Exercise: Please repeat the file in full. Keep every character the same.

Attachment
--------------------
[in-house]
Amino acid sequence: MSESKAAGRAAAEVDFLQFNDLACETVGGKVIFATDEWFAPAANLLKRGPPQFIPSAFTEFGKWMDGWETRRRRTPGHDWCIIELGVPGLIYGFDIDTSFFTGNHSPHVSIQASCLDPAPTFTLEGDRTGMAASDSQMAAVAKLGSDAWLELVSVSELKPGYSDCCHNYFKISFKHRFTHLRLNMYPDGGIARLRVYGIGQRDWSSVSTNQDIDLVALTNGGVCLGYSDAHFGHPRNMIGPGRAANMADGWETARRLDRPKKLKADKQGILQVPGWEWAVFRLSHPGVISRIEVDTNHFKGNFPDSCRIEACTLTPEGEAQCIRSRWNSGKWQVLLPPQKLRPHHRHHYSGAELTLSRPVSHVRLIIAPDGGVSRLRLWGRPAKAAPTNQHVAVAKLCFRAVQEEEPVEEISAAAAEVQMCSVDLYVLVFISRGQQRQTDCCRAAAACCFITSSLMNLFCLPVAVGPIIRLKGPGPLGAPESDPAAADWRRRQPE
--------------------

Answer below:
[in-house]
Amino acid sequence: MSESKAAGRAAAEVDFLQFNDLACETVGGKVIFATDEWFAPAANLLKRGPPQFIPSAFTEFGKWMDGWETRRRRTPGHDWCIIELGVPGLIYGFDIDTSFFTGNHSPHVSIQASCLDPAPTFTLEGDRTGMAASDSQMAAVAKLGSDAWLELVSVSELKPGYSDCCHNYFKISFKHRFTHLRLNMYPDGGIARLRVYGIGQRDWSSVSTNQDIDLVALTNGGVCLGYSDAHFGHPRNMIGPGRAANMADGWETARRLDRPKKLKADKQGILQVPGWEWAVFRLSHPGVISRIEVDTNHFKGNFPDSCRIEACTLTPEGEAQCIRSRWNSGKWQVLLPPQKLRPHHRHHYSGAELTLSRPVSHVRLIIAPDGGVSRLRLWGRPAKAAPTNQHVAVAKLCFRAVQEEEPVEEISAAAAEVQMCSVDLYVLVFISRGQQRQTDCCRAAAACCFITSSLMNLFCLPVAVGPIIRLKGPGPLGAPESDPAAADWRRRQPE